The short, interesting paper Discovery of a Meteor of Interstellar Origin describes a proposed discovery of a second interstellar object. This one hit the Earth, and was discovered not by telescope, but by "data mining" the CNEOS fireball catalog https://cneos.jpl.nasa.gov/fireballs/

It is not hard to find in the table based on the date given in the paper, but the information listed is sparse, there's no ID number or information how this was obtained:

peak brightness UTC   lat     lon    alt(km)  v(km/s)  vx     vy     vz 
2014-01-08 17:05:34   1.3S   147.6E   18.7     44.8   -3.4  -43.5  -10.3 

total radiated kJ   calc total imact kt
     3.1e10                0.11

Question: With what instrument was this particular fireball observed and recorded, and how was it analyzed and processed into a trajectory and state vector to be entered into this table?

Fig. 1, Discovery of a Meteor of Interstellar Origin

Figure 1. Trajectory of the January 8, 2014 meteor (red), shown intersecting with that of Earth (blue) at the time of impact, ti = 2014-01-08 17:05:34.

enter image description here

Figure 2. Size distribution of interstellar objects based on the detection of ‘Oumuamua and of the meteor detected at 2014-01-08 17:05:34 UTC. Red lines indicate the envelope for possible power-law fits (slopes of -1.9 to -3.8), given 95% Poisson distribution confidence intervals on each number density (based on a single detection for each). The range of possible power-law slopes is consistent with that inferred for small bodies in the Kuiper belt, -2.5 to -3 (Kenyon & Bromley 2004).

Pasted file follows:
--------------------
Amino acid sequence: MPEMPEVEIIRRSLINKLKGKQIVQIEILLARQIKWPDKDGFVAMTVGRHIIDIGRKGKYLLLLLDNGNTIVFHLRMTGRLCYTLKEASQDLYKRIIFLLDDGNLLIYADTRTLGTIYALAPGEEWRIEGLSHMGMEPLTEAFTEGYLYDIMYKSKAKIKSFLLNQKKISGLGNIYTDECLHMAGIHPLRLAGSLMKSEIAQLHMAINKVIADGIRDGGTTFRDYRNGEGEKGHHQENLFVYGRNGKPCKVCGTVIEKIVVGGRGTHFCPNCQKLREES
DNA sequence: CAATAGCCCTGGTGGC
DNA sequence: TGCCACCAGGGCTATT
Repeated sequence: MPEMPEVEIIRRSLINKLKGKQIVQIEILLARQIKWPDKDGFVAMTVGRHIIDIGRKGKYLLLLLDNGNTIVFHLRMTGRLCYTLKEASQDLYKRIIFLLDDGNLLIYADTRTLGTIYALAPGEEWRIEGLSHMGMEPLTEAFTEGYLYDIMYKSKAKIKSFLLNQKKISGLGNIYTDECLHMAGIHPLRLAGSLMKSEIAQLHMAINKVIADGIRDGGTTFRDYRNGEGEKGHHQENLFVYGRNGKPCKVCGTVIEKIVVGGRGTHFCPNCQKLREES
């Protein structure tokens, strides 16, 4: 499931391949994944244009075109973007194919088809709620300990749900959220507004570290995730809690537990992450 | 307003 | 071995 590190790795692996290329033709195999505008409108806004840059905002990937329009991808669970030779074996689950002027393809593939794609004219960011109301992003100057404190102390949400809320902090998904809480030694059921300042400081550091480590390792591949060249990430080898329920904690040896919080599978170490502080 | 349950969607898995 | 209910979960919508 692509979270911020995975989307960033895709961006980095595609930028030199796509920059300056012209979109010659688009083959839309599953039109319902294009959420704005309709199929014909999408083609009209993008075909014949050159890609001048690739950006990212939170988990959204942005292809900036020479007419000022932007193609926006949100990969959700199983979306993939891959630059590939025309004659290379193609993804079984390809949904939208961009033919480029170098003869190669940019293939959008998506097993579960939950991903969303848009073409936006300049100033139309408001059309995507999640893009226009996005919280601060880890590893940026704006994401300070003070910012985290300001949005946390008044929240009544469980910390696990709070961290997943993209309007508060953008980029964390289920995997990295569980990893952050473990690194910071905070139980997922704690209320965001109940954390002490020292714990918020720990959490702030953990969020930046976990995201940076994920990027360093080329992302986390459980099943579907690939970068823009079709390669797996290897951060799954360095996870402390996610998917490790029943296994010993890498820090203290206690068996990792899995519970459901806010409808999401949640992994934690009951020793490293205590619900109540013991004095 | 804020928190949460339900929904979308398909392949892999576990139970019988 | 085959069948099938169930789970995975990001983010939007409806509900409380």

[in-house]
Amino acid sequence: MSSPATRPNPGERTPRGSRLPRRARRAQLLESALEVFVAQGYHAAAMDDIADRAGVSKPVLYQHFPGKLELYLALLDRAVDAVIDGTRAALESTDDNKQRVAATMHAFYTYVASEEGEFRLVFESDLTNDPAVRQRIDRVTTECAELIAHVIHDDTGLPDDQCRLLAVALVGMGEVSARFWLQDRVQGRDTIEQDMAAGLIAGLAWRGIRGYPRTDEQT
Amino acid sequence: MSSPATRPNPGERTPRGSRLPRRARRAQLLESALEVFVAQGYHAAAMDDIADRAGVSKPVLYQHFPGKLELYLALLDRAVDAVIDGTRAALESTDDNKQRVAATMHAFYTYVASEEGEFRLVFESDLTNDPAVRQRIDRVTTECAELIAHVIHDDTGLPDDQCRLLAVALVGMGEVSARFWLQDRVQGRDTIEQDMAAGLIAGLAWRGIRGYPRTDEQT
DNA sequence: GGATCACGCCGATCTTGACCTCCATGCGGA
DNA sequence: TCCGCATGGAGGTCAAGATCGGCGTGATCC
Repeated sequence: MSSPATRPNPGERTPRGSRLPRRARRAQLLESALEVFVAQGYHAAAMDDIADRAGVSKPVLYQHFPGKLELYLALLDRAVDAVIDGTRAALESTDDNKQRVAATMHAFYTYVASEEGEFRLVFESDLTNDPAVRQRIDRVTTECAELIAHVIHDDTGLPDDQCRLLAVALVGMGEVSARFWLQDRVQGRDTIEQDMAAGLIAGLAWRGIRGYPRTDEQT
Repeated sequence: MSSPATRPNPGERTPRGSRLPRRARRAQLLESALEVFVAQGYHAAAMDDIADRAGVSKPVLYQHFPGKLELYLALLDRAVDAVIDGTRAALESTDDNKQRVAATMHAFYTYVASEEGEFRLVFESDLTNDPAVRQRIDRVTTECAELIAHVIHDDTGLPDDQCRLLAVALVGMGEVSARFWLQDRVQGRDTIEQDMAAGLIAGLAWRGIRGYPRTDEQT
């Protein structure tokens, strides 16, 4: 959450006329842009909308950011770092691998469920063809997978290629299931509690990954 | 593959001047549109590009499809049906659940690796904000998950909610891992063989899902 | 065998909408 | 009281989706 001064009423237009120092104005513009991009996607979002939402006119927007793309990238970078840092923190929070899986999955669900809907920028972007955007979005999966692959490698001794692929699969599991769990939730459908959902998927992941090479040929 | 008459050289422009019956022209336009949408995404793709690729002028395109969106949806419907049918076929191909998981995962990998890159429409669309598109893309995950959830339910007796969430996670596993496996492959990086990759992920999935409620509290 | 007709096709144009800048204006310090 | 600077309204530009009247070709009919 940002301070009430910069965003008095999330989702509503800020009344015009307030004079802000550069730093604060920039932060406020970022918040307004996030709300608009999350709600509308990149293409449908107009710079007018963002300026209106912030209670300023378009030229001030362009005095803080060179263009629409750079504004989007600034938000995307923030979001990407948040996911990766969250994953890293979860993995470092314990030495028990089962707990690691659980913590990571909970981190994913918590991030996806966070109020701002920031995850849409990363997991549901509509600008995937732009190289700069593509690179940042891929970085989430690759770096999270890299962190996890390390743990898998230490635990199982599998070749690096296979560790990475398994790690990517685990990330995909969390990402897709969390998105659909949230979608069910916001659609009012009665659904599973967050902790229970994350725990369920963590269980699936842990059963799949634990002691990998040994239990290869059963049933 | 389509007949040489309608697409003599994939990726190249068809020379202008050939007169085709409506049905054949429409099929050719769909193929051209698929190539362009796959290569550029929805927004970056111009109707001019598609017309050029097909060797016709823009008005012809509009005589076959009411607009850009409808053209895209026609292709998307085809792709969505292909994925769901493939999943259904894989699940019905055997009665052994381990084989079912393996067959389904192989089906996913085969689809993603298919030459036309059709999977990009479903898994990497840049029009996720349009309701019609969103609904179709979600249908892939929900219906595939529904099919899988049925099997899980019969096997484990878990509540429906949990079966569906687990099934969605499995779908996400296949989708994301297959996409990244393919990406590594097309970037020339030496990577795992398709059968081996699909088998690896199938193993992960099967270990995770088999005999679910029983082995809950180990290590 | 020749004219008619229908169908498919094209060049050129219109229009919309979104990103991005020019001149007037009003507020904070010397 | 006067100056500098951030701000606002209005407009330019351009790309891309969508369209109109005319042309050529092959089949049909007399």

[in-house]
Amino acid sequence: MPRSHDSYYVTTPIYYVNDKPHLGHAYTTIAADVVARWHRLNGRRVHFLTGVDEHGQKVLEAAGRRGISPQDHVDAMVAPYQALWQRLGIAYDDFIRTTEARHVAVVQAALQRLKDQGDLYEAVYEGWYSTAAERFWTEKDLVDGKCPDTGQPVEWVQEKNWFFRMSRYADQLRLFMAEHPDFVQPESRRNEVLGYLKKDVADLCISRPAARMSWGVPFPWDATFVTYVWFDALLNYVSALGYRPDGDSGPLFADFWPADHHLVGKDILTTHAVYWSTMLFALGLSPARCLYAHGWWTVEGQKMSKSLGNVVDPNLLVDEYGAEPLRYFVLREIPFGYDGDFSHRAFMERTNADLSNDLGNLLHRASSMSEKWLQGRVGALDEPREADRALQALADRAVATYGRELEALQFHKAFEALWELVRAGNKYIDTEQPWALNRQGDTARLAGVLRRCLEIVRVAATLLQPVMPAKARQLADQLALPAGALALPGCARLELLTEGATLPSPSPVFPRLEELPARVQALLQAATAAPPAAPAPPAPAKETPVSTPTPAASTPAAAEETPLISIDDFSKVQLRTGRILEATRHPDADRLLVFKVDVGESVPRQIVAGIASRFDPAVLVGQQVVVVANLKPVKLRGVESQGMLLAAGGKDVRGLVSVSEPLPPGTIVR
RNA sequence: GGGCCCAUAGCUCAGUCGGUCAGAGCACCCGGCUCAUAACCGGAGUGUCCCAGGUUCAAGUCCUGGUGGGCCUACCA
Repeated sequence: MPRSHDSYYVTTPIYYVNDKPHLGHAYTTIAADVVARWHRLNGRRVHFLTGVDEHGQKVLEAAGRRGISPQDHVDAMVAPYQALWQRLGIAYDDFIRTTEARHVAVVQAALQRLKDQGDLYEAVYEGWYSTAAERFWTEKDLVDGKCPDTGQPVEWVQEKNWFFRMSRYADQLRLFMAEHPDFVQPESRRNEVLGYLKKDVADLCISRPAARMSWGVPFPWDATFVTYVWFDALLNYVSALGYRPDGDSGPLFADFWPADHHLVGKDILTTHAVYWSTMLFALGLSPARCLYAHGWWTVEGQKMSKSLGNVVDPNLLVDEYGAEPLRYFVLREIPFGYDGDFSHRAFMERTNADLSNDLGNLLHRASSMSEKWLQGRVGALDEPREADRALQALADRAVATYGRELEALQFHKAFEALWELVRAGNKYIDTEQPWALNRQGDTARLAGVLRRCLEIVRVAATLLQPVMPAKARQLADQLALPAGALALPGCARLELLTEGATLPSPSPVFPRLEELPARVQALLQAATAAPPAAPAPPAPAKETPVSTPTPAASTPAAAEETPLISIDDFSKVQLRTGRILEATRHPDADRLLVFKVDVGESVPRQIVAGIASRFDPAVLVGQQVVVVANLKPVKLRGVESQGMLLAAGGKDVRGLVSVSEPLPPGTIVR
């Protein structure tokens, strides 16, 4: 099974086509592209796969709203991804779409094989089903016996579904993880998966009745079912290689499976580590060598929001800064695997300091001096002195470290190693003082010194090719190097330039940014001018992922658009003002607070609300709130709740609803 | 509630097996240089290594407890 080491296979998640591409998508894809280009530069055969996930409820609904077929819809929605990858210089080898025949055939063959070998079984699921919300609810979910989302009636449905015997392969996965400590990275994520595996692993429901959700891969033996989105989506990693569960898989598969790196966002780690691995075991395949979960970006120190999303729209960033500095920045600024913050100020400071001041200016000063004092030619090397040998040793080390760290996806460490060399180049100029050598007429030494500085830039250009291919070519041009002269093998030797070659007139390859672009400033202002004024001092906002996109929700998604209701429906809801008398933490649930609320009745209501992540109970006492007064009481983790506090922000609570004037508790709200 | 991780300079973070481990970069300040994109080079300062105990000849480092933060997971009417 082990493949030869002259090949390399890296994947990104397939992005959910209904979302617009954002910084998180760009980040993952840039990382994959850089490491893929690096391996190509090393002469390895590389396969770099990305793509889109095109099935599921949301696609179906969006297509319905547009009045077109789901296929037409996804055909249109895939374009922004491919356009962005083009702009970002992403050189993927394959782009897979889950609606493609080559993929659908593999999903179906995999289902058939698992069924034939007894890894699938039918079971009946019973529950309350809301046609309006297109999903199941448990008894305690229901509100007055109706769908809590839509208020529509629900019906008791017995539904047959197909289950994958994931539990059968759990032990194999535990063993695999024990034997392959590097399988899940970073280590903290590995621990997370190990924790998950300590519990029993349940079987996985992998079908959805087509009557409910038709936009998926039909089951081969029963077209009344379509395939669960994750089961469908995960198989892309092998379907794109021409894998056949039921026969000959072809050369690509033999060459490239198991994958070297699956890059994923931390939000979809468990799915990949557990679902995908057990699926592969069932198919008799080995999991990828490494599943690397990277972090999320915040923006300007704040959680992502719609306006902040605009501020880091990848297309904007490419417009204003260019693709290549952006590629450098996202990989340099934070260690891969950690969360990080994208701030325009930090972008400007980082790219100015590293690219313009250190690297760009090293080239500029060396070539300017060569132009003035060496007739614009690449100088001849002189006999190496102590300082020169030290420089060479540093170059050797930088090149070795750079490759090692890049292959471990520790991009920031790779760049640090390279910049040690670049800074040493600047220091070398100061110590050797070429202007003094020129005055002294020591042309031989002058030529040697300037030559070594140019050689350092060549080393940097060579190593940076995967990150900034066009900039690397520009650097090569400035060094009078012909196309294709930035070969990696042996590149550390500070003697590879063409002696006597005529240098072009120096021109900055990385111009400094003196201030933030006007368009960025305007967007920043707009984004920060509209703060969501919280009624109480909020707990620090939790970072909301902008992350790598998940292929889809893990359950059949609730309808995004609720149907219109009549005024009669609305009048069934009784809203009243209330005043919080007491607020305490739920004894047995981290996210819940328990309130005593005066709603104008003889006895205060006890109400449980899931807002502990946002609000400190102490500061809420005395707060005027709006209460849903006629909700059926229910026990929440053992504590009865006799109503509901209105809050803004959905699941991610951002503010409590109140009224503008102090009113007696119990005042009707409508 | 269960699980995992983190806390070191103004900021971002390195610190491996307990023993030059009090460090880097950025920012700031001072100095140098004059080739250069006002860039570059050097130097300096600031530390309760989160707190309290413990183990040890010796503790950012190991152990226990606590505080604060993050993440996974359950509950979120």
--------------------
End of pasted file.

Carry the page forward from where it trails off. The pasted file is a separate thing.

2 Answers 2


"US Government sensors is a euphemism for "nuclear weapon warning early warning satellites", which is why we won't know details of the actual sensor: It is a military satellite and secret.

This particular event occurred in the Bismark sea, North of Papua New Guinea, it probably could have been seen from Papua or parts of Indonesia, if the sky was clear (which it rarely is, in the middle of the tropical rain band), but if it was seen, it wasn't reported to the American meteor society (reports from that time)

The satellites are designed to look for rocket launches, and to track the missiles as the climb through the atmosphere to determine the likely target. Thus they are able to get accurate position and velocity vectors of meteors. If you know the position and velocity vector of the meteoroid just prior to impact, it is an exercise in Newtonian gravity to work out the orbit of the meteoroid around the sun. (It is a three body problem as the meteoroid is moving in both the Earth's and the Sun's gravitational field)


@JamesK's answer is spot-on. I'll add some further background.

It turns out I should have known the answer to this question because about six weeks ago I asked How was the 18 December 2018 Bering Sea Fireball detected and characterized? Was it a serendipity or a weather satellite?.

I'll draw upon my answer to that question here.

Scott Manley just addressed this in his new video 173 Kiloton Explosion Over Bering Sea Was Asteroid Breaking Up a bit after 01:00:

But there are sensors all over the world looking for these big blasts because they look a lot like nuclear blasts; they have the same kind of energy, and there are many people who want to know if someone is testing nuclear weapons, so these things get picked up by that same network.

But the nature of this network means that we don’t really get the results from it very quickly.


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